If South Asia is already lagging behind in teledensity, things are even worse in terms of personal computer ‘penetration’ (see table overleaf). Further, in South Asia, most PCs also tend to be outmoded. It is not surprising that South Asia is regarded as the back benches when it comes to information technology. “India still has an advantage. It would have sunk below the horizon, but for its success in cornering a share of the global software market,” says Vijay Bhatkar, chairman of Dishnet, a private Indian ISP.
All South Asian countries have the same problems: lack of a sound telecom structure and the right stimulation to help the telecom market to grow. And what bugs the growing tribe of software and Internet companies in the Subcontinent is that governments just don’t see it as a priority.
In India, the National Task Force on Information Technology, led by Rajya Sabha member and present foreign minister Jaswant Singh, submitted its report on 22 May 1999. Its recommendations include suggestions on how the government can ‘de-bottleneck’ the path of IT development. Says Sheshagiri, a member of the task force: “We have recommended construction of the state-of-art fibre optic network linking 15 cities with a capacity to carry 1000 times more audio, video and data traffic than the current lines. In two years, it will give India the backbone for the Net.” The report has been gathering dust in a bureaucratic shelf since it was submitted.
In Pakistan, telecommunication infrastructure development is nowhere on the agenda. Pakistan’s national telecommunication department meets once in three months, while Bangladesh has no separate telecom department. “The Asian crisis and the lack of domestic banking system and capital markets have made it impossible to finance most telecom projects. Therefore, there is a need for a new policy that would address the viability of this sector and restart capital flow into it,” feels the chairman of BPL Telecom, Rajeev Chandrasekhar.
The need to build a telecom backbone is vital for more than one reason: domestic economic slowdown for one. In India, economic growth depends too much on the manufacturing sector. Says Chandrasekhar, “It needs to have the service sector growth if it has to do well. Moreover, our information technology strategy could be against the wall because of lack of telecom infrastructure.”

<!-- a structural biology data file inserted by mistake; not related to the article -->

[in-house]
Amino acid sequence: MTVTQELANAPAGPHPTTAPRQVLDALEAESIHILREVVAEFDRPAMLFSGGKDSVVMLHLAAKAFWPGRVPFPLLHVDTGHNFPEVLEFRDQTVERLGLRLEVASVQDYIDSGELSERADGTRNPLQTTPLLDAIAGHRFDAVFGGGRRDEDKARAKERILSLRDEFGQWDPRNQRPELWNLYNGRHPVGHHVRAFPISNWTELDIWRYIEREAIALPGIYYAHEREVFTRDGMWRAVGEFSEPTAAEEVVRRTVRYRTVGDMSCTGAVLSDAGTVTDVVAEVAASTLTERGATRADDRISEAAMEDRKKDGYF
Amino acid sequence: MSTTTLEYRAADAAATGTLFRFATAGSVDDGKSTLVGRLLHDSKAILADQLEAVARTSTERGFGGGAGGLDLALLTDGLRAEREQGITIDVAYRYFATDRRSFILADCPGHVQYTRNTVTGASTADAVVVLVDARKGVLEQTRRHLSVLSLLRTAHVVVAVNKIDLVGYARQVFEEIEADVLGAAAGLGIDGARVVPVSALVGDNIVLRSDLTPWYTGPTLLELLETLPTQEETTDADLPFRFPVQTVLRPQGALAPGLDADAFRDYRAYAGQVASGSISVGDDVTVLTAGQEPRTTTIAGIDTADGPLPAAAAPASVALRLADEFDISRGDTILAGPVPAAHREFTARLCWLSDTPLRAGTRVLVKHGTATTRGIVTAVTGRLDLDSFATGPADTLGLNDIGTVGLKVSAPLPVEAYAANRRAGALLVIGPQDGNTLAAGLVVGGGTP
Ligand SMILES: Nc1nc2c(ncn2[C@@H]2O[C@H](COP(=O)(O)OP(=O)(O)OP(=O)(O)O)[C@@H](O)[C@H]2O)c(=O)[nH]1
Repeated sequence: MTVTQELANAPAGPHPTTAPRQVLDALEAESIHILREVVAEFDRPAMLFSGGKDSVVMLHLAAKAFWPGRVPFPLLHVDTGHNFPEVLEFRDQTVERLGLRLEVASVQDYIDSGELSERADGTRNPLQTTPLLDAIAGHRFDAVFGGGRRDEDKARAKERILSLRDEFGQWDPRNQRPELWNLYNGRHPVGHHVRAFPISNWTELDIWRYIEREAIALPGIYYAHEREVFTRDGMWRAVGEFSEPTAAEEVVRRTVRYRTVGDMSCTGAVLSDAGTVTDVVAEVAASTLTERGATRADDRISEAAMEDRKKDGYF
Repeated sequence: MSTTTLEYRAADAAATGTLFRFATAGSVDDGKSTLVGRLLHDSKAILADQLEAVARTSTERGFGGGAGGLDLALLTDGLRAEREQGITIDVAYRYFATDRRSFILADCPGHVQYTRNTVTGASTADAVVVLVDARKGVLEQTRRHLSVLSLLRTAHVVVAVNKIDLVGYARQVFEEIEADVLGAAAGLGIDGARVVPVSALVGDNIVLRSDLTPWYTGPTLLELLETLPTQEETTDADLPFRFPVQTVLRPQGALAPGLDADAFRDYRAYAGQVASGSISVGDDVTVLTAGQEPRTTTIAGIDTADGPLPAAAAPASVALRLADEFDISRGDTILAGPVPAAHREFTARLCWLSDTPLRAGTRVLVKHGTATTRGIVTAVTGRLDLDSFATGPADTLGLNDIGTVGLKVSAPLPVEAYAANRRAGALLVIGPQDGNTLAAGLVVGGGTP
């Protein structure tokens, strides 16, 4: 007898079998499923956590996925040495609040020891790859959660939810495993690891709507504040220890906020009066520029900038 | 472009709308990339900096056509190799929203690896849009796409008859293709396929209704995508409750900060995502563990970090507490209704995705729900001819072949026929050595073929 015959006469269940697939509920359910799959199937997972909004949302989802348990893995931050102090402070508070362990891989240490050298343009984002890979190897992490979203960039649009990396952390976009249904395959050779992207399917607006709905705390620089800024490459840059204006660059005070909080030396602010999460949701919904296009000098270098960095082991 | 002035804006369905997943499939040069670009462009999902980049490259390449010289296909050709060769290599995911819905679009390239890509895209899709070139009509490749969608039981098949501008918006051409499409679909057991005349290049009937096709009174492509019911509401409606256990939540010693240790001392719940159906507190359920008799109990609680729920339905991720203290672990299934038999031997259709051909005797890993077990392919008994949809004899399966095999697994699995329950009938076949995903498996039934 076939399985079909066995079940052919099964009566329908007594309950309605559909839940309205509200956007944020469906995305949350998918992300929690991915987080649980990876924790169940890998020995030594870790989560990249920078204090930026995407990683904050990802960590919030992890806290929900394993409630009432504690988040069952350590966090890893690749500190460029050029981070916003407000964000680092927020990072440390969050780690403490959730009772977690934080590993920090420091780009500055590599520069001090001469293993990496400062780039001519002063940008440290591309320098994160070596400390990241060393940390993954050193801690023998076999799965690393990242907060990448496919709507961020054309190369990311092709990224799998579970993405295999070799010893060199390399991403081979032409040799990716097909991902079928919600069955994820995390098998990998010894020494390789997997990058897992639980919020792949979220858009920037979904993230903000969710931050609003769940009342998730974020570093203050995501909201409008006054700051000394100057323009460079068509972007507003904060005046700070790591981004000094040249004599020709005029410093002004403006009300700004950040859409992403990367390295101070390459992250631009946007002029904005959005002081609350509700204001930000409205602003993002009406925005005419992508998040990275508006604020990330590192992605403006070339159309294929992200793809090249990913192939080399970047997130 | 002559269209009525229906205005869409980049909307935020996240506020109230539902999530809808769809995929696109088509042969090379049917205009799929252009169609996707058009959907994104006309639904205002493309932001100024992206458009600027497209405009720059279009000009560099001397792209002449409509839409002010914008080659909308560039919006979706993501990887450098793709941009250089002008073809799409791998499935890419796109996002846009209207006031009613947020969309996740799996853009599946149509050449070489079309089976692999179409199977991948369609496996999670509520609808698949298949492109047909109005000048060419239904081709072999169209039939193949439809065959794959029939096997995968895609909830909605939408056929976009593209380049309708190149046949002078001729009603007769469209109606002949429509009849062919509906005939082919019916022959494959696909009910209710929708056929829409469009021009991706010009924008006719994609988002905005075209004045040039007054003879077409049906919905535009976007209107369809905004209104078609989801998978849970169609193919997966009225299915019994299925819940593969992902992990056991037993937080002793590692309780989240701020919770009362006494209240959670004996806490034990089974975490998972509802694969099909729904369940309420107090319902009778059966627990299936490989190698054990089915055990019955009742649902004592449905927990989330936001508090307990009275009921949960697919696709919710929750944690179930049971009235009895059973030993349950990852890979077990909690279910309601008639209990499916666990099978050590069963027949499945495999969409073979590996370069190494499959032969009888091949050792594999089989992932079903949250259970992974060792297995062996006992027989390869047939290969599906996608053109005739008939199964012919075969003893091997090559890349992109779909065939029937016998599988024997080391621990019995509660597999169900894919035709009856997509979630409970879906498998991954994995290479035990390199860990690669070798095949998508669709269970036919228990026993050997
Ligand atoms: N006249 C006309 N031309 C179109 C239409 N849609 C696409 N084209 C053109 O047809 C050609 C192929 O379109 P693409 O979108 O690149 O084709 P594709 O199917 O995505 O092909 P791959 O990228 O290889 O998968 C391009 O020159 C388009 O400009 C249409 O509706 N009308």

In August, India came up with a national policy on telecom that gave private players a fresh lease of life. It permitted basic and cellular service operators to migrate from the existing system of fixed licence fees to a revenue-sharing regime and offered them a six-month licence fee waiver. The new policy is expected to give a boost to the ailing telecom industry that has been beset by a severe financial crisis due to low revenue generation. Says former finance secretary and currently planning commission member Montek Singh Ahluwalia, “The new policy takes India forward. But there are several loopholes and gaps. For instance, it does not allow ‘voice over Internet’, a very important technological development which is likely to revolutionise telecommunications. Telecommunications is an area where technology is changing so fast and costs are falling so rapidly that the policy may have to evolve continuously to keep pace with the development.”
Ahluwalia cites the example of the East Asian tigers which have opened the doors wide open for the information revolution. Those countries know that the only way they can stay ahead in the economic race is by exploiting the information revolution. Mukhi, of the Internet Users’ Association, agrees: “China, South Korea, Thailand, Indonesia. All these countries are opening their arms to modern technology. It’s only South Asia, which has such a huge potential, that insists on following archaic policies.”
India needs an investment of USD 12 billion in the next one year to develop its basic telecommunication infrastructure. Pakistan needs at least six billion, while Bangladesh requires about 4.5 billion dollars. Here, we are not even talking fibre optic. “The dream that instead of sluggish downloads, technologies converging on the Net will offer home shopping, superfast access, movies, will remain just that, a dream. We are nowhere close to an IT revolution,” says Mukhi.
According to the Indian IT task force report, the solution could be to let multinationals invest in infrastructure-building and offer them liberalised terms in the form of tax waivers and no fixed tariff rates. With no other ideas being offered at the moment, that seems to be the only way to catch the tail end of the Information Technology revolution. But proposing a way out is one thing and implementing it quite another.